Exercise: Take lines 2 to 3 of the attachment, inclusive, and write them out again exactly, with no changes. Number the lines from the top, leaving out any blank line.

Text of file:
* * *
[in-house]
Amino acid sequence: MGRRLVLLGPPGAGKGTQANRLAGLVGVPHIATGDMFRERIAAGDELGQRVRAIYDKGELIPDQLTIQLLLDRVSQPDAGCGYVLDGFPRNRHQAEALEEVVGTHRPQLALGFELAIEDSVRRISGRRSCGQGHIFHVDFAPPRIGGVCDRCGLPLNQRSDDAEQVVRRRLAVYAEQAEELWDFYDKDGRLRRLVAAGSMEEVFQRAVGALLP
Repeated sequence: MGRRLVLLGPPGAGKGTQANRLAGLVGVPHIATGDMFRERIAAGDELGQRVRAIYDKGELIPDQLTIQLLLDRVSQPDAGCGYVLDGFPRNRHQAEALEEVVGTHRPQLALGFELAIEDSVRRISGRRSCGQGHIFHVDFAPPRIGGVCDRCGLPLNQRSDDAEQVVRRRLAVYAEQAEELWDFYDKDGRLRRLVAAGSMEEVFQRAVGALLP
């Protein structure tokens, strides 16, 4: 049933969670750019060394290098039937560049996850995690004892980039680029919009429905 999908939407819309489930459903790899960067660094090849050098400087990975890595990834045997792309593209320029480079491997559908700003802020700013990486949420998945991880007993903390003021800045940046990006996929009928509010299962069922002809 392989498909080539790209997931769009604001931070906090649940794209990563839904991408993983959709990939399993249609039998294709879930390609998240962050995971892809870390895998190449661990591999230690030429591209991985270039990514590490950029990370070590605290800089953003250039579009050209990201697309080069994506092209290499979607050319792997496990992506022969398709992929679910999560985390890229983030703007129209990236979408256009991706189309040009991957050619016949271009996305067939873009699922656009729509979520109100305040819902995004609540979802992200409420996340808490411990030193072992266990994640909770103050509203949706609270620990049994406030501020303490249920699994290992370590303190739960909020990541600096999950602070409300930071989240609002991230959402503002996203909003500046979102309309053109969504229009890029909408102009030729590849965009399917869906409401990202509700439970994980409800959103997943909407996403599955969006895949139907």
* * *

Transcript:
Amino acid sequence: MGRRLVLLGPPGAGKGTQANRLAGLVGVPHIATGDMFRERIAAGDELGQRVRAIYDKGELIPDQLTIQLLLDRVSQPDAGCGYVLDGFPRNRHQAEALEEVVGTHRPQLALGFELAIEDSVRRISGRRSCGQGHIFHVDFAPPRIGGVCDRCGLPLNQRSDDAEQVVRRRLAVYAEQAEELWDFYDKDGRLRRLVAAGSMEEVFQRAVGALLP
Repeated sequence: MGRRLVLLGPPGAGKGTQANRLAGLVGVPHIATGDMFRERIAAGDELGQRVRAIYDKGELIPDQLTIQLLLDRVSQPDAGCGYVLDGFPRNRHQAEALEEVVGTHRPQLALGFELAIEDSVRRISGRRSCGQGHIFHVDFAPPRIGGVCDRCGLPLNQRSDDAEQVVRRRLAVYAEQAEELWDFYDKDGRLRRLVAAGSMEEVFQRAVGALLP